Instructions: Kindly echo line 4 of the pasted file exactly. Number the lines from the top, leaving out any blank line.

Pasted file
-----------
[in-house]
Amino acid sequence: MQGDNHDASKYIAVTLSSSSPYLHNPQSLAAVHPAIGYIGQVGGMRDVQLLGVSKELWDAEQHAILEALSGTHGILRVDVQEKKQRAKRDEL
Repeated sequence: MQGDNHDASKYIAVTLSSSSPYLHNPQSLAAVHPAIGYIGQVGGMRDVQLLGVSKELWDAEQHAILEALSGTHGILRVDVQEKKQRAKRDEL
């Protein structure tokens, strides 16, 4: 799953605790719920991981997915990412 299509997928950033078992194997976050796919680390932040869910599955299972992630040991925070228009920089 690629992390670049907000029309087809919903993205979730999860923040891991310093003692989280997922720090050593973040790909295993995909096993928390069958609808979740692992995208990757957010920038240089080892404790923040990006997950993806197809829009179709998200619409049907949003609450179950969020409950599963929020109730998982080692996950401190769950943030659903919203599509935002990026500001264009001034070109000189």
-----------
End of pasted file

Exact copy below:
């Protein structure tokens, strides 16, 4: 799953605790719920991981997915990412 299509997928950033078992194997976050796919680390932040869910599955299972992630040991925070228009920089 690629992390670049907000029309087809919903993205979730999860923040891991310093003692989280997922720090050593973040790909295993995909096993928390069958609808979740692992995208990757957010920038240089080892404790923040990006997950993806197809829009179709998200619409049907949003609450179950969020409950599963929020109730998982080692996950401190769950943030659903919203599509935002990026500001264009001034070109000189």